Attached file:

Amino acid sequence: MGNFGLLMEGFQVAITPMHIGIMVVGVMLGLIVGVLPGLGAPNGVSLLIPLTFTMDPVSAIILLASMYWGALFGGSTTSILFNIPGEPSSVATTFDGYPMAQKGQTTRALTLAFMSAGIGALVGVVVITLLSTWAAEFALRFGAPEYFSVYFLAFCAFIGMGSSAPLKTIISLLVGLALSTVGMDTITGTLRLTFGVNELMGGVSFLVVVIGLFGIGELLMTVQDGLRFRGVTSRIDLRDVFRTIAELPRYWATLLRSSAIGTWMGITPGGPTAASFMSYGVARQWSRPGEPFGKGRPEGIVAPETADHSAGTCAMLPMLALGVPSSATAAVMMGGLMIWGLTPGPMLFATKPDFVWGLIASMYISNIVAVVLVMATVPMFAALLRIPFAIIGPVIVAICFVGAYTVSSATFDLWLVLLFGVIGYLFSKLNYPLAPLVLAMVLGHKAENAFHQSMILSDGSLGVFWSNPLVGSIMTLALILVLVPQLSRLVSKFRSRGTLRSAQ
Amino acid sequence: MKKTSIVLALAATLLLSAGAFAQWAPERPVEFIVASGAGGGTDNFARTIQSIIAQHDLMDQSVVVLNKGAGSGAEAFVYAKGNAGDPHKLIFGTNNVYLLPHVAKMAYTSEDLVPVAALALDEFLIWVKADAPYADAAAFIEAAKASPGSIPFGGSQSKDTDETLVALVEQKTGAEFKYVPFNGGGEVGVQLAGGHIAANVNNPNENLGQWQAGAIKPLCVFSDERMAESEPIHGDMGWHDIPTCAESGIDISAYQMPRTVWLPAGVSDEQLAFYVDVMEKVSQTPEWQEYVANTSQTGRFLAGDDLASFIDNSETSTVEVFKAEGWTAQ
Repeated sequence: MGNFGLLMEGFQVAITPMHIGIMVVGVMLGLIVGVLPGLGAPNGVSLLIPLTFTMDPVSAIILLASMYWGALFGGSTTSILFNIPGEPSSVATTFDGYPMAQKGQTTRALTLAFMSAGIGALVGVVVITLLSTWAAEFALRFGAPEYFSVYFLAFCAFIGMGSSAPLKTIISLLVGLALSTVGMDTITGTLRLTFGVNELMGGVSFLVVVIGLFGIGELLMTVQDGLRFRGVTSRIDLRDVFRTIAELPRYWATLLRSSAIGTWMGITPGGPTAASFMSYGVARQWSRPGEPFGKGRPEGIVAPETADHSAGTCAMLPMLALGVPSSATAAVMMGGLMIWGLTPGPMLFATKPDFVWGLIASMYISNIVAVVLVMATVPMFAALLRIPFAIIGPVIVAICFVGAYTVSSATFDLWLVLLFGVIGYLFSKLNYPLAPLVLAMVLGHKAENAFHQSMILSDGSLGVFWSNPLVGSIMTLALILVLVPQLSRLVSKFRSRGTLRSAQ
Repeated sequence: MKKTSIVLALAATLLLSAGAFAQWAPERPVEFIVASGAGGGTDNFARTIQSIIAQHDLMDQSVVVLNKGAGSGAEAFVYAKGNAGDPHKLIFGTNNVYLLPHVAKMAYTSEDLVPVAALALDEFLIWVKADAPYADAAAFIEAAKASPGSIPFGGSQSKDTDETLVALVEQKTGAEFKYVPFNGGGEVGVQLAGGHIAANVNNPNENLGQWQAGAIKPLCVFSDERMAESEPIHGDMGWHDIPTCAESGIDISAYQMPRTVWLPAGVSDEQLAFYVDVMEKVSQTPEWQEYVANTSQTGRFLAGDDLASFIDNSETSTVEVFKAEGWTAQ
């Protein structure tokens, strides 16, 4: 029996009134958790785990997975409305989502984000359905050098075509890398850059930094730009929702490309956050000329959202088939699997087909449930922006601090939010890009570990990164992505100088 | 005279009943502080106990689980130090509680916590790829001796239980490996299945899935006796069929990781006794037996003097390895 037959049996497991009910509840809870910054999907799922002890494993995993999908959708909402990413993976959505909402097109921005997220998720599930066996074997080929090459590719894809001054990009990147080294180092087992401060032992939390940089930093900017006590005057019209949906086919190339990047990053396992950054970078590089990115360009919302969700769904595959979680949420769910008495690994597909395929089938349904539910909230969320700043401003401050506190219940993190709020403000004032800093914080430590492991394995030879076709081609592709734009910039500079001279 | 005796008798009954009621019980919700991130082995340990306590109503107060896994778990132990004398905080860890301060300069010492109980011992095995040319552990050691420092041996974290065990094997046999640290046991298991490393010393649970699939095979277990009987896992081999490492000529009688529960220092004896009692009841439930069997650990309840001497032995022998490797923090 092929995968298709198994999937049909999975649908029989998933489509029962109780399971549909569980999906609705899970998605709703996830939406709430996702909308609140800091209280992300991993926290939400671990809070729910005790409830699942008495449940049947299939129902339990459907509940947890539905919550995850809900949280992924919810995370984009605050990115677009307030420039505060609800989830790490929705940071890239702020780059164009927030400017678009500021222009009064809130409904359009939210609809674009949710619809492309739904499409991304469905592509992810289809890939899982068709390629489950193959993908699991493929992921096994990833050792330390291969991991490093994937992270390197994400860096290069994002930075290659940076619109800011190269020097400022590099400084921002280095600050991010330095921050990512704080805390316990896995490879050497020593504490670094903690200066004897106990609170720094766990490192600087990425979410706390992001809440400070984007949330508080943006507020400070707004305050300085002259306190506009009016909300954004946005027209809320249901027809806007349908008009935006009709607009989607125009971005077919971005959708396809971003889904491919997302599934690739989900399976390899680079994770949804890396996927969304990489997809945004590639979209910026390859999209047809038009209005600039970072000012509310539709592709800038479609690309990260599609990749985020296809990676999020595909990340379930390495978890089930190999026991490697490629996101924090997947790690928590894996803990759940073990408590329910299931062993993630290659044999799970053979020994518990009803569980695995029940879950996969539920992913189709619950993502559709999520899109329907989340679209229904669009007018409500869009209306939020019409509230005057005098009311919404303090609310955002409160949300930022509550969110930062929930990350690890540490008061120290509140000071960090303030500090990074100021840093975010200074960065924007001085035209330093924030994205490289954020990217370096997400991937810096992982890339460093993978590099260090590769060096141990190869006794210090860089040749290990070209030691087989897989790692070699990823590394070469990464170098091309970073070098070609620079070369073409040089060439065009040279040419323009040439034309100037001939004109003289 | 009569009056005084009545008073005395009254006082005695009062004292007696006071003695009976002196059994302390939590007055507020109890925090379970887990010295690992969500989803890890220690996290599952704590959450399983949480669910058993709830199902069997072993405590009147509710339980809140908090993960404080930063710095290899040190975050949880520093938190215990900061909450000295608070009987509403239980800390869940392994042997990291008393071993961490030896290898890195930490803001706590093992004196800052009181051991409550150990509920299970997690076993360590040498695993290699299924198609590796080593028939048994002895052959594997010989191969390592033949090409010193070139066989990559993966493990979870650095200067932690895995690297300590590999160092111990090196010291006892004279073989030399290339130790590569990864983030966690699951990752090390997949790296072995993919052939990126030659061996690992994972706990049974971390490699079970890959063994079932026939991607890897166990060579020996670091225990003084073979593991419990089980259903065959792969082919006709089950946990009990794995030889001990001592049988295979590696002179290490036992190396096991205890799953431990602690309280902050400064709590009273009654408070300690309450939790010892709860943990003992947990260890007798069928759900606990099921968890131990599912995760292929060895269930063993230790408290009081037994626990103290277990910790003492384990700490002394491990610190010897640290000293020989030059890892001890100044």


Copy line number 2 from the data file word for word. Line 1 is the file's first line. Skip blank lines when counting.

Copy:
Amino acid sequence: MKKTSIVLALAATLLLSAGAFAQWAPERPVEFIVASGAGGGTDNFARTIQSIIAQHDLMDQSVVVLNKGAGSGAEAFVYAKGNAGDPHKLIFGTNNVYLLPHVAKMAYTSEDLVPVAALALDEFLIWVKADAPYADAAAFIEAAKASPGSIPFGGSQSKDTDETLVALVEQKTGAEFKYVPFNGGGEVGVQLAGGHIAANVNNPNENLGQWQAGAIKPLCVFSDERMAESEPIHGDMGWHDIPTCAESGIDISAYQMPRTVWLPAGVSDEQLAFYVDVMEKVSQTPEWQEYVANTSQTGRFLAGDDLASFIDNSETSTVEVFKAEGWTAQ